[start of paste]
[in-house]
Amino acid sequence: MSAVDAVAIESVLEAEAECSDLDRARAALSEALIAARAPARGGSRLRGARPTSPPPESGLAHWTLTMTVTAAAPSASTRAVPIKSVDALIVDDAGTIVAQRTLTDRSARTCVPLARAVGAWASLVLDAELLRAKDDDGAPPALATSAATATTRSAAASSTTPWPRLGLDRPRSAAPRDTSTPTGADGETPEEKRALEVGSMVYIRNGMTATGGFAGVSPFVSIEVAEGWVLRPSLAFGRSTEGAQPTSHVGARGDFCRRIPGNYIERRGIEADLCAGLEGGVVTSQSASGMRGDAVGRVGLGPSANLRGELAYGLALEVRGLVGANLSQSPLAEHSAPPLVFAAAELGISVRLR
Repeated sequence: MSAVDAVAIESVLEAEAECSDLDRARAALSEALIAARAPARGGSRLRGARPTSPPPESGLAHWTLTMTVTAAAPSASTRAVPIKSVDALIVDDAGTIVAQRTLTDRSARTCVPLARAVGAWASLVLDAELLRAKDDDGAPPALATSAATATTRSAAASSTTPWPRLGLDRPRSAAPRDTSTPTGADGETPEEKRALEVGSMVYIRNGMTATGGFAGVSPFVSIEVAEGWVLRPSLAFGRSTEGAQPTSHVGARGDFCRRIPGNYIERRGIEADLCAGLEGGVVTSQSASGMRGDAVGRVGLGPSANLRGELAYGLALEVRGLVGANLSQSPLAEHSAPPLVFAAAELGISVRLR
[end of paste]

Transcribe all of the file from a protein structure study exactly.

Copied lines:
[in-house]
Amino acid sequence: MSAVDAVAIESVLEAEAECSDLDRARAALSEALIAARAPARGGSRLRGARPTSPPPESGLAHWTLTMTVTAAAPSASTRAVPIKSVDALIVDDAGTIVAQRTLTDRSARTCVPLARAVGAWASLVLDAELLRAKDDDGAPPALATSAATATTRSAAASSTTPWPRLGLDRPRSAAPRDTSTPTGADGETPEEKRALEVGSMVYIRNGMTATGGFAGVSPFVSIEVAEGWVLRPSLAFGRSTEGAQPTSHVGARGDFCRRIPGNYIERRGIEADLCAGLEGGVVTSQSASGMRGDAVGRVGLGPSANLRGELAYGLALEVRGLVGANLSQSPLAEHSAPPLVFAAAELGISVRLR
Repeated sequence: MSAVDAVAIESVLEAEAECSDLDRARAALSEALIAARAPARGGSRLRGARPTSPPPESGLAHWTLTMTVTAAAPSASTRAVPIKSVDALIVDDAGTIVAQRTLTDRSARTCVPLARAVGAWASLVLDAELLRAKDDDGAPPALATSAATATTRSAAASSTTPWPRLGLDRPRSAAPRDTSTPTGADGETPEEKRALEVGSMVYIRNGMTATGGFAGVSPFVSIEVAEGWVLRPSLAFGRSTEGAQPTSHVGARGDFCRRIPGNYIERRGIEADLCAGLEGGVVTSQSASGMRGDAVGRVGLGPSANLRGELAYGLALEVRGLVGANLSQSPLAEHSAPPLVFAAAELGISVRLR